Brain Trauma Can Cause Compulsive Sexual Desires
Frontal lobe damage and hypersexuality
Posted March 14, 2015
By Amy Broadway, researcher at the Brogaard Lab for Multisensory Research
Yesterday, ABC News posted this interesting story about how brain trauma spurred hypersexuality in two woman. Brain trauma more often causes a decrease in libido. However, sometimes it causes an increase in libido, as in the case of Alissa, a 23-year-old who suffered a car accident, and Heather, a 43-year-old who suffered a subarachnoid hemorrhage.
Alissa, who was a teenager at the time of her crash, had damage to her frontal lobe, the site in the cerebral cortex associated with executive functioning, including the capacity for self-control, foresight, attention, and reasoning. When the frontal lobe is damaged, so are a person’s executive functioning abilities, leading to psychological and emotional problems, such as perhaps hypersexuality. Perhaps because it is in the front of the head, it a common site of injury for people who have been in car accidents.
Going from a typically functioning teenager, who was not abnormally concerned with sex, Alissa started having constant, obsessive thoughts about sex. She felt as if she had no reason to live if she could not find a sex partner. She created an outlet for her urges by becoming a professional dominatrix and selling “sexy” videos of herself. She has not, however, enjoyed her sexual compulsions, but has merely tried to cope with them as best she can. Her urges have begun to subside with the help of medication and therapy.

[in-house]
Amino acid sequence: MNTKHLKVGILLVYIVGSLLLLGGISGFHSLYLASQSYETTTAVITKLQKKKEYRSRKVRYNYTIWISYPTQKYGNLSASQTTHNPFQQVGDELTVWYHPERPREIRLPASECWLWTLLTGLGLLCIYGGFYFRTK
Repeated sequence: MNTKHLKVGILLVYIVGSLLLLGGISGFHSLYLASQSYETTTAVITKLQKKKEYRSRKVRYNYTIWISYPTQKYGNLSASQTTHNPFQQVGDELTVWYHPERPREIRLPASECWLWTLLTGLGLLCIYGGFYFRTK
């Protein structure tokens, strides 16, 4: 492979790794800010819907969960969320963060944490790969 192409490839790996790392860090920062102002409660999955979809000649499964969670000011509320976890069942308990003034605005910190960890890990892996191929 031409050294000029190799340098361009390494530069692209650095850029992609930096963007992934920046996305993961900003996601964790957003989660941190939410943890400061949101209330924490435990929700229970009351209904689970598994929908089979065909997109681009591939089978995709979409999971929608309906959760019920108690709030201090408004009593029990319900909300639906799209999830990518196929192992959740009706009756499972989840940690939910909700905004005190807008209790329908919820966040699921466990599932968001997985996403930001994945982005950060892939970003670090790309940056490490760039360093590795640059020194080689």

Heather, married with children, became obsessed with sex while still hospitalized, asking her husband to have sex in the bathroom there. Afterwards, she would blatantly proposition men, having sex with around ten men and acting inappropriately with around fifty. She was seemingly unaware that anything was improper about her behavior. Now she is also in therapy and on medication. Her husband, who was understanding enough to know her behavior was a result of the injury, has stuck by her through the ordeal.
Heather’s temporal lobe, hypothalamus, and amygdala were damaged by the hemorrhage. The hypothalamus and amygdala are located in the limbic system, which is deep to the temporal lobes. These structures are all associated with emotions. Injury to the amygdala and hypothalamus can result in disruption of normal hormonal functioning and the ability to inhibit behaviors. An inability to know what is appropriate behavior and a preoccupation with one’s sexual satisfaction may be connected with temporal lobe injury (Eghwrudjakpor, Essien, 2008).
Alissa and Heather’s stories highlight how important it is to protect our brains as best we can. Alissa put it well, when she told 20/20:
I think that as people we’d like to think that our personality is a bit more stable than just, you know, like having, you know, a bump on the head be able to change that fundamentally.
Researchers are learning more and more how a bump on the head can drastically change personality and cognitive abilities.
Eghwrudjakpor, P., & Essien, A. (2008). Hypersexual Behavior Following Craniocerebral Trauma An Experience with Five Cases. The Libyan Journal of Medicine, 3(4), 192–194. doi:10.4176/080908